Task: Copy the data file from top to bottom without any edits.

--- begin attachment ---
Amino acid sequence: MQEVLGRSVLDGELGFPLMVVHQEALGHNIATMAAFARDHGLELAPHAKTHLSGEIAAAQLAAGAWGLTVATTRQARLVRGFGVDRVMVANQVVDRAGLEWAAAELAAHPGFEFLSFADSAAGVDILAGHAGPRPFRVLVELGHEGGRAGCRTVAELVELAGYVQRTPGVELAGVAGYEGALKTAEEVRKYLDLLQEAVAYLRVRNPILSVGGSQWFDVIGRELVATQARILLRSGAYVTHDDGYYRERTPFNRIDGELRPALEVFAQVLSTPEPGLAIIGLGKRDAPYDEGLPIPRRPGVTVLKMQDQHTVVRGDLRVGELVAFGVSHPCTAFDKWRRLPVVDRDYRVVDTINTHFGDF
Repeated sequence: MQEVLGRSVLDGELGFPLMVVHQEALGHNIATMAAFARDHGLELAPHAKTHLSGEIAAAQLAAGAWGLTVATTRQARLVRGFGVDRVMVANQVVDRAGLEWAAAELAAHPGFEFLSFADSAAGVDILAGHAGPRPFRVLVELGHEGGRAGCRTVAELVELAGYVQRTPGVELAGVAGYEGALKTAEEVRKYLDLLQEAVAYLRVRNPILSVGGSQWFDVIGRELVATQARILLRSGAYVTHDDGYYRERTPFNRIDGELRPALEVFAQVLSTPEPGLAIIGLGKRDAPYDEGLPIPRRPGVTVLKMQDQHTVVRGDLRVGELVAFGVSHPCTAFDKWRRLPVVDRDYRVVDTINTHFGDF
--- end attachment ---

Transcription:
Amino acid sequence: MQEVLGRSVLDGELGFPLMVVHQEALGHNIATMAAFARDHGLELAPHAKTHLSGEIAAAQLAAGAWGLTVATTRQARLVRGFGVDRVMVANQVVDRAGLEWAAAELAAHPGFEFLSFADSAAGVDILAGHAGPRPFRVLVELGHEGGRAGCRTVAELVELAGYVQRTPGVELAGVAGYEGALKTAEEVRKYLDLLQEAVAYLRVRNPILSVGGSQWFDVIGRELVATQARILLRSGAYVTHDDGYYRERTPFNRIDGELRPALEVFAQVLSTPEPGLAIIGLGKRDAPYDEGLPIPRRPGVTVLKMQDQHTVVRGDLRVGELVAFGVSHPCTAFDKWRRLPVVDRDYRVVDTINTHFGDF
Repeated sequence: MQEVLGRSVLDGELGFPLMVVHQEALGHNIATMAAFARDHGLELAPHAKTHLSGEIAAAQLAAGAWGLTVATTRQARLVRGFGVDRVMVANQVVDRAGLEWAAAELAAHPGFEFLSFADSAAGVDILAGHAGPRPFRVLVELGHEGGRAGCRTVAELVELAGYVQRTPGVELAGVAGYEGALKTAEEVRKYLDLLQEAVAYLRVRNPILSVGGSQWFDVIGRELVATQARILLRSGAYVTHDDGYYRERTPFNRIDGELRPALEVFAQVLSTPEPGLAIIGLGKRDAPYDEGLPIPRRPGVTVLKMQDQHTVVRGDLRVGELVAFGVSHPCTAFDKWRRLPVVDRDYRVVDTINTHFGDF